Away up in the Bronx there is a "Cranford Club," so named by the girls because of their interest in the story to which they were introduced four years ago. This club is really a study club and contains a good proportion of its original members. They meet twice a month, and a leader is appointed for each meeting, who chooses her committee to report on the topic for the evening's study. The topic is sub-divided and each girl does her part in looking up the bit assigned to her. In this way they have studied the English poets Tennyson and Milton, although after spending an evening on Comus the club voted unanimously to change to Dickens. They have also studied Bryant, Longfellow, Lowell and Whittier, and the girls were sufficiently familiar with these poems to recite many from each poet. Then the lives of three English queens were studied--"Bloody Mary," "Queen Elizabeth," and "Mary, Queen of Scots"; this year the Norse myths and stories from the Wagner operas. The librarian's part is to suggest the best books in which to find what they want, to get any book they may need, sometimes suggest a line of subjects to choose from, etc, but the work of preparing the material is done entirely by the girls. When a book is being read and discussed, they sit around a table and read in turn the bits that have been selected for them by the librarian, who tells them the thread of the story between selected bits read by the girls. Thus they have read "Cranford," "Pride and prejudice," "Old curiosity shop," "David Copperfield," and "Twelfth night." The teacher of English where most of these girls attend school was recently an interested visitor at the club, and she says she has noticed for a long time a difference in the school work done by these girls, from a broader viewpoint and outside atmosphere they brought to the class by their intelligent comments and criticisms, showing that they were reading outside and beyond the other girls of the class. She noticed also a difference in their composition work. One of the girls from that class was sent by this teacher to visit the library for the first time and when asked what she liked to read replied, "Wooed and married" and "How he won her" were nice books. The book given her instead of her favorites was Mary Johnston's "To have and to hold." It was read and enjoyed. Then she took Howells' "The lady of the Aroostook," and after the outline of the story had been told her seemed to read it with real pleasure. Next Owen Wister's "Virginian" was given her, but this she did not seem to care for. As a result of this reading her taste in a better kind of reading seems to have been pretty well established, as her librarian assures me that she has continued her reading along the line indicated by the above titles. The Belmont Club, the best boys' club for debating in the school, have challenged the "Cranford Club" to meet them in a debate on "Woman suffrage," to be held in the library at an early date. The girls have accepted the challenge, and the fact that the boys question their ability to equal them is sufficient spur to make them work every moment they can spare from their school duties to prepare for this important event. Added to this is the fact that every one of them is an ardent "suffragette."

The need of social centers in the schools and libraries is becoming insistent. The increasing demand on the part of children for clubs of all kinds shows plainly their desire for some place other than the street, where they can be amused and occupied in the natural desire for self-development and expression. Early last fall in one of the libraries the librarian met by appointment a group of girls from eleven to fourteen years old. These girls were wayward and troublesome, had formed a "gang" which was more difficult to control than the usual gang of boys. There was a room in her library quite apart from the rest of the building where they could meet as a club if it should prove desirable. "What would you like to do?" she asked. "Dance!" was the reply. "Well, then, dance, and show me what dances you like," replied the librarian, and immediately the girls formed for a figure of a folk-dance, and each girl humming softly the tune they danced it through. "The Girl Scouts" Club was formed, and in a day or two the secretary of the club submitted the following program for the librarian's approval: Program. 1. Chapter from the life of Louisa M. Alcott; 2. Recitations; 3. Games, Flinch; 4 One folk dance. From this beginning six other clubs have been established: two for the older girls, two for the boys, one for the little girls from eight to eleven years old, and one for a group of troublesome young men from sixteen to twenty years old. So keen has been the interest of these young people in these clubs that the "gang" spirit has long since disappeared, and at the end of the club season an open meeting was held, a program arranged in which members from each club took part, and the ushers and guards of honor were some of those same troublesome young men. There was no place in this community where the young people could meet for any kind of simple amusement, the only "social centers" being the cheap vaudeville theater, the usual moving picture show and the streets, until the little branch of the public library opened its doors, and so popular has the library become that 960 children have taken cards at the library since the first of September and are borrowing books on these. Besides the large number of card holders there is a still larger number of children who do all their reading and studying at the library. Although they may not know the old English verse from which the lines are taken they feel them:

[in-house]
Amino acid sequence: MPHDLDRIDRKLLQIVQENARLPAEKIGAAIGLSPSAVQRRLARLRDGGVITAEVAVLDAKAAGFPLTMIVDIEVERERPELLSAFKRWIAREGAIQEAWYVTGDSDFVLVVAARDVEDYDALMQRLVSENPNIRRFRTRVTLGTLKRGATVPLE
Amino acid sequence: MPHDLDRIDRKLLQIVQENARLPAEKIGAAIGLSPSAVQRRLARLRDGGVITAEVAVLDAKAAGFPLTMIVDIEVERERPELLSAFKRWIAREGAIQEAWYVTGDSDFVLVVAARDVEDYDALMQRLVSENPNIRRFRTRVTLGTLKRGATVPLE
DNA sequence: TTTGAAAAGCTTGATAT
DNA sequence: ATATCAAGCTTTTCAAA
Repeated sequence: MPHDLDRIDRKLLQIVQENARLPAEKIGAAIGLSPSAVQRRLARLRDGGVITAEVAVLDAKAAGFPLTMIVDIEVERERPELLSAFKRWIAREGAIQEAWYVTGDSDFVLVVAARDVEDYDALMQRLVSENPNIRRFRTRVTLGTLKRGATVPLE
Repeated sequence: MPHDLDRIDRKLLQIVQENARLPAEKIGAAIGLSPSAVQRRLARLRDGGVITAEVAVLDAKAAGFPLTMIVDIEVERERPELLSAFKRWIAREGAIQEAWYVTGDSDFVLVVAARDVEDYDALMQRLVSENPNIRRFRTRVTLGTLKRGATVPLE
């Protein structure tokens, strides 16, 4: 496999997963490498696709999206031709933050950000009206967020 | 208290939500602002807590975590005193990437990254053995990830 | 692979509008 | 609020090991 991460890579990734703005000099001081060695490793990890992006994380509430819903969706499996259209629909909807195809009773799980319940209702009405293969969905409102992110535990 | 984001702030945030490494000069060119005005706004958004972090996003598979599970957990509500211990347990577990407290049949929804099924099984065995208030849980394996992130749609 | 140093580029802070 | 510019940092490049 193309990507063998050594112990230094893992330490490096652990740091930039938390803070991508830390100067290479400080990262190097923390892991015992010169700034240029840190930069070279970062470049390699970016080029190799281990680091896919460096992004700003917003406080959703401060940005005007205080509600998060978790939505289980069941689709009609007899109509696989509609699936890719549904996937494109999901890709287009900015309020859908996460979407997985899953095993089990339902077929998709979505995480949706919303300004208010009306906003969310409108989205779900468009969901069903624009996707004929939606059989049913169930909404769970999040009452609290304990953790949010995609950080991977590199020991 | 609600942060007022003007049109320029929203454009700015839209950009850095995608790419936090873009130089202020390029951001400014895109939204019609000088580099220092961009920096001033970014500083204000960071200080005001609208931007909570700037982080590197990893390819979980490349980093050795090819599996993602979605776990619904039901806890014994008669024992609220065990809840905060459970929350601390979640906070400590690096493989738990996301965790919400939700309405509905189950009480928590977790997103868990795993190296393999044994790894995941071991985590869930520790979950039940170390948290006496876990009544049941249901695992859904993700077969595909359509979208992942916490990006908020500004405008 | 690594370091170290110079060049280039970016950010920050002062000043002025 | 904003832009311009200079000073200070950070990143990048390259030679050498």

"Where I maie read all at my ease,
Both of the newe and olde,
For a jollie goode booke whereon to looke
Is better to me than gold."

The outline I have given will give you some idea of how we are developing the story hour and reading clubs in the New York Public Library. This work is made possible by the splendid cooperation on the part of the branch librarians and their assistants, without whom it would be impossible to carry on a work of such proportions.

Library Work with Children